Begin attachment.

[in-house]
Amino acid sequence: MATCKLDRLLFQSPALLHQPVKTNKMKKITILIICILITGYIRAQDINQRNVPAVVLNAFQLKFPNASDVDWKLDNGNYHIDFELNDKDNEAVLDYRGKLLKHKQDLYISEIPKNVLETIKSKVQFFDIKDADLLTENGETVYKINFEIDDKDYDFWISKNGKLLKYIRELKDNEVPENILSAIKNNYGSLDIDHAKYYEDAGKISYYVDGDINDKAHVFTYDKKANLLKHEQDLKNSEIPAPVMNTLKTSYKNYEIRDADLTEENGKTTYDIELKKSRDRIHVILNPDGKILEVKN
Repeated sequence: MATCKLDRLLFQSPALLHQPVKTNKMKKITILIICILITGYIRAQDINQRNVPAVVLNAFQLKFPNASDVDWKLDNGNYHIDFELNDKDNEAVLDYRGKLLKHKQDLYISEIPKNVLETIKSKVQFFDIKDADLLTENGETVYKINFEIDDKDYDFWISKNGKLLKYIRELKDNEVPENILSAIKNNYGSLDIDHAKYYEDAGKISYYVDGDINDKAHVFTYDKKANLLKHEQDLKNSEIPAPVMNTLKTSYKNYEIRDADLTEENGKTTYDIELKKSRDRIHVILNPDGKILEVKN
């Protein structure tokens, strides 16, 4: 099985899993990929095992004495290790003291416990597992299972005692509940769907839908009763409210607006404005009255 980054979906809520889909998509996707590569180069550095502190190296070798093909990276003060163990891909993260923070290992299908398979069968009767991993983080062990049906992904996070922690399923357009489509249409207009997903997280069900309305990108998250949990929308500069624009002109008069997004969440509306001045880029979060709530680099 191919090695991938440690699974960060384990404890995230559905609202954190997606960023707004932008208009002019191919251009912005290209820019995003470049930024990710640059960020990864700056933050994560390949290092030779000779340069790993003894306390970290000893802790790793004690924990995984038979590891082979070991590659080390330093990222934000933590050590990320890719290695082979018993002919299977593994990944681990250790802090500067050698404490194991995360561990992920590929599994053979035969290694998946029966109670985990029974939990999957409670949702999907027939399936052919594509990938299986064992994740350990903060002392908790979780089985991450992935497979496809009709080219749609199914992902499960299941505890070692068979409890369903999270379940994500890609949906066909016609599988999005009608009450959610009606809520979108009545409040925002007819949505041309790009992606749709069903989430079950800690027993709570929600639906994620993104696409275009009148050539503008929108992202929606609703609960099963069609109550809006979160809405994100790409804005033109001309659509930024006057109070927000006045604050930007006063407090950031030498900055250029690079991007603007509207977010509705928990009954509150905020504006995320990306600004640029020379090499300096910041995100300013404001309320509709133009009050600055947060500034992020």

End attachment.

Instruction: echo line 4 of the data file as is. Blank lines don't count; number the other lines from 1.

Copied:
């Protein structure tokens, strides 16, 4: 099985899993990929095992004495290790003291416990597992299972005692509940769907839908009763409210607006404005009255 980054979906809520889909998509996707590569180069550095502190190296070798093909990276003060163990891909993260923070290992299908398979069968009767991993983080062990049906992904996070922690399923357009489509249409207009997903997280069900309305990108998250949990929308500069624009002109008069997004969440509306001045880029979060709530680099 191919090695991938440690699974960060384990404890995230559905609202954190997606960023707004932008208009002019191919251009912005290209820019995003470049930024990710640059960020990864700056933050994560390949290092030779000779340069790993003894306390970290000893802790790793004690924990995984038979590891082979070991590659080390330093990222934000933590050590990320890719290695082979018993002919299977593994990944681990250790802090500067050698404490194991995360561990992920590929599994053979035969290694998946029966109670985990029974939990999957409670949702999907027939399936052919594509990938299986064992994740350990903060002392908790979780089985991450992935497979496809009709080219749609199914992902499960299941505890070692068979409890369903999270379940994500890609949906066909016609599988999005009608009450959610009606809520979108009545409040925002007819949505041309790009992606749709069903989430079950800690027993709570929600639906994620993104696409275009009148050539503008929108992202929606609703609960099963069609109550809006979160809405994100790409804005033109001309659509930024006057109070927000006045604050930007006063407090950031030498900055250029690079991007603007509207977010509705928990009954509150905020504006995320990306600004640029020379090499300096910041995100300013404001309320509709133009009050600055947060500034992020």